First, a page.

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The Tangerine

The Student News Site of Utica University

The Tangerine

The Student News Site of Utica University

The Tangerine

From Russia to Utica: Pshenichnikov adjusts to American life in Utica

A whole new world: Vladislav Pshenichnikov. /Photo courtesy of Kayleigh Sturtevant
A whole new world: Vladislav Pshenichnikov. /Photo courtesy of Kayleigh Sturtevant

Growing up in Moscow, the largest city in Russia, international student athlete Vladislav Pshenichnikov experienced a whole new world transitioning to Utica. 

Vlad, who is in his first year of playing hockey for Utica, is pursuing a degree in sports management and hopes to play professional hockey following graduation. 

“Playing professional hockey has always been my goal since I was young, I started playing when I was just 4 years old.” Vladislav said. “I always thought that playing your favorite game while getting paid and having a chance to travel to see the world is a great lifestyle. 

The transition from Russia to Utica was an entirely different experience. According to Pshenichnikov. From the players to the coaches to the overall Culture and environment. 

Pshenichnikov started playing hockey at just 4 years old. 

He came to the United States when the pandemic hit in 2020 for the first time after he graduated from the Russian Embassy in Sweden. To start his first full year of junior hockey in Florida.

“I had a great time meeting new people and experiencing different cultures.” Said Pshenichnikov. “There were a lot of players from Sweden on the team that year and it was pretty easy for me to adapt because I’ve spent a couple years playing in Sweden earlier in my career.” 



Following the conclusion of the 2020 season, during the following junior season, he returned home to Russia. Where he continued to play in Yekaterinburg, only three hours away from his hometown.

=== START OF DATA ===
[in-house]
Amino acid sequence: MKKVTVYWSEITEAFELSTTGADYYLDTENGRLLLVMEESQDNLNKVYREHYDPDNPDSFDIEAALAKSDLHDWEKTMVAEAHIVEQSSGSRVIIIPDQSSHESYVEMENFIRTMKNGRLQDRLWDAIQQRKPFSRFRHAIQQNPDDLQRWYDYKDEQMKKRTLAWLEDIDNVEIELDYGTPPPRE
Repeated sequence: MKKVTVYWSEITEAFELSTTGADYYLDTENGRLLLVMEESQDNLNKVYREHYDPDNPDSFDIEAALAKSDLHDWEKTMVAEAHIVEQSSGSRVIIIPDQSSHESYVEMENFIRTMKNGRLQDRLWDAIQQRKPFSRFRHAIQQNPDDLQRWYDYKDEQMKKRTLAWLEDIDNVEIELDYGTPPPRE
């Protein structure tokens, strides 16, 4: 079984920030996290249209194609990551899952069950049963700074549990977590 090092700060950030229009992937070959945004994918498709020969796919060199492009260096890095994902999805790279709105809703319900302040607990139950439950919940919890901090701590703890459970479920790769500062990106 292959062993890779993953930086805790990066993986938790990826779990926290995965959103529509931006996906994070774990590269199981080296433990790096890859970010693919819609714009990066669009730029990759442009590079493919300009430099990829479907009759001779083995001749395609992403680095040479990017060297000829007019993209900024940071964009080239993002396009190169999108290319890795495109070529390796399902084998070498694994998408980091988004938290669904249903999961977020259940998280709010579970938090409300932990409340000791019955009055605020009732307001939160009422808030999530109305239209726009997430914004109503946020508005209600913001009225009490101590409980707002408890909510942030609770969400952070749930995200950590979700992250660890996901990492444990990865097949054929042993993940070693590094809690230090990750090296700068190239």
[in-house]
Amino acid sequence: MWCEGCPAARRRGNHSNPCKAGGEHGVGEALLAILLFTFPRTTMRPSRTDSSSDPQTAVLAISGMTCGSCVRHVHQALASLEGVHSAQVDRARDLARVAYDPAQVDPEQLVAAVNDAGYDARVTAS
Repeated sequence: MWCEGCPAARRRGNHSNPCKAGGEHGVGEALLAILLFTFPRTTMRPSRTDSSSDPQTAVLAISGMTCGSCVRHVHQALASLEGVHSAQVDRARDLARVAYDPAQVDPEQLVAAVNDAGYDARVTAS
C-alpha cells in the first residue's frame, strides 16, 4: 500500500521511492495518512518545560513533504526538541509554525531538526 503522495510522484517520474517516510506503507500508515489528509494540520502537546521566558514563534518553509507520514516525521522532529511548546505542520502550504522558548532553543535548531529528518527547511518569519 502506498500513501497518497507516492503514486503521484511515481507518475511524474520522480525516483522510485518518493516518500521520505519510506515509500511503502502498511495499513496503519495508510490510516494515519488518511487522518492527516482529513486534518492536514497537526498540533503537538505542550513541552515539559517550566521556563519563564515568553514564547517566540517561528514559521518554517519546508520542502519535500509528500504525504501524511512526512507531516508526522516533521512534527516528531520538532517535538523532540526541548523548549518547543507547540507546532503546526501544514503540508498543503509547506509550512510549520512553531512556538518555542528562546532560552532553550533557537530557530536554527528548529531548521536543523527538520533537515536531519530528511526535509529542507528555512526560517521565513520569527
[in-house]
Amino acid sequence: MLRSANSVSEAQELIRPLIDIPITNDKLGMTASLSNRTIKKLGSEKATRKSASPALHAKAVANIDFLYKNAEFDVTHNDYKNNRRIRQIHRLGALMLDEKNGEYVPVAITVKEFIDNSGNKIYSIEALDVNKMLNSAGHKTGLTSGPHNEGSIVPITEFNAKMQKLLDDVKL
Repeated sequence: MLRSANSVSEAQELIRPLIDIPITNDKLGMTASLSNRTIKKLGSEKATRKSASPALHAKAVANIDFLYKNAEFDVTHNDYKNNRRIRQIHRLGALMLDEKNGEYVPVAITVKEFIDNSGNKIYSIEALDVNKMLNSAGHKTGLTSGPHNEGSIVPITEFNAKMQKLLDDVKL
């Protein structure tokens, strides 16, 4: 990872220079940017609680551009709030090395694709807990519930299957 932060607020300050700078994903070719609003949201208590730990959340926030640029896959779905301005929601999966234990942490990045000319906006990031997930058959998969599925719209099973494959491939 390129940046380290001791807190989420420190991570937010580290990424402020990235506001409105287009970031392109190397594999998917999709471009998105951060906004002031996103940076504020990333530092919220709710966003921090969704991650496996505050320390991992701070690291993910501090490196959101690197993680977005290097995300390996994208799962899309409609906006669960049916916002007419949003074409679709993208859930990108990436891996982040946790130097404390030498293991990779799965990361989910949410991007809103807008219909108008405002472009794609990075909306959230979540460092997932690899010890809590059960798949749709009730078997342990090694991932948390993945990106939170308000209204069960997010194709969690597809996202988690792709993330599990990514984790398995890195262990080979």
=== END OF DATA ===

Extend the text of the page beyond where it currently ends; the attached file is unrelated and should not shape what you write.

Even though he was eager to get back to the United States and enjoyed his time here, he says he had an incredible year of growth while facing tough teams after returning home to Russia. 

Vlad notes that because he had gotten so used to the American lifestyle for so long, he was relieved to finally be able to speak to people in his native language. Something he misses while he’s here in Utica. 

For his third and final year of junior hockey he began his journey here in Utica as he played for the Jr Comets. 

“Since I already had experience playing in American leagues I knew what to expect but I still had to make certain adjustments to the way I play.” Said Pshenichnikov. 

Although coming to Utica wasn’t too much of an adjustment for him since he had prior experience in the US and playing for the JR Comets, Pshenichnikov claims that despite the fact that he was somewhat accustomed to playing hockey in the US, he still had to 

get used to a number of changes when playing for the pioneers. From the style of hockey, the way players think on the ice, the pace of the game and communication all had a significant impact. 

“The hardest part of being away from home is certainly not being able to see all the relatives, friends and close people.” Said Pshenichnikov. “Of course I miss my family members who are not able to come to visit, my friends and my pets.” 

As he had expressed, the language barrier had been a challenge for him but after spending some time here getting used to things he has made a lot of new and important connections and met some amazing people. 

Head Coach Gary Heenan says that he’s done very well at learning the English language and getting acclimated to the North American lifestyle. 

Throughout his time here playing for Utica Vlad had scored 4 goals and had 5 assists.

“Vlad is a great teammate, he’s like that annoying little brother that is always saying something funny and in your face.” Teammate Kimball Johnson said. “He always has a smile on his face with contagious positivity. It’s obvious he loves hockey, and loves his teammates!!” 

Vlad comments that he is incredibly pleased and grateful to have this opportunity to continue his studies and hockey career as a player for Utica University. 

“Since I’m from such a large city, I have to say that some of the best things about Utica are the small town atmosphere and everyone’s love for hockey.” Said Pshenichnikov. 

Heenan describes Vlad as a very serious minded individual. 

“He works extremely hard.” Said Heenan. “He’s a very skilled player still learning the college game.” 

Vlad is eager to see where the remainder of his first season will lead him and the rest of the Men’s Hockey team, who have now moved up to No. 2.

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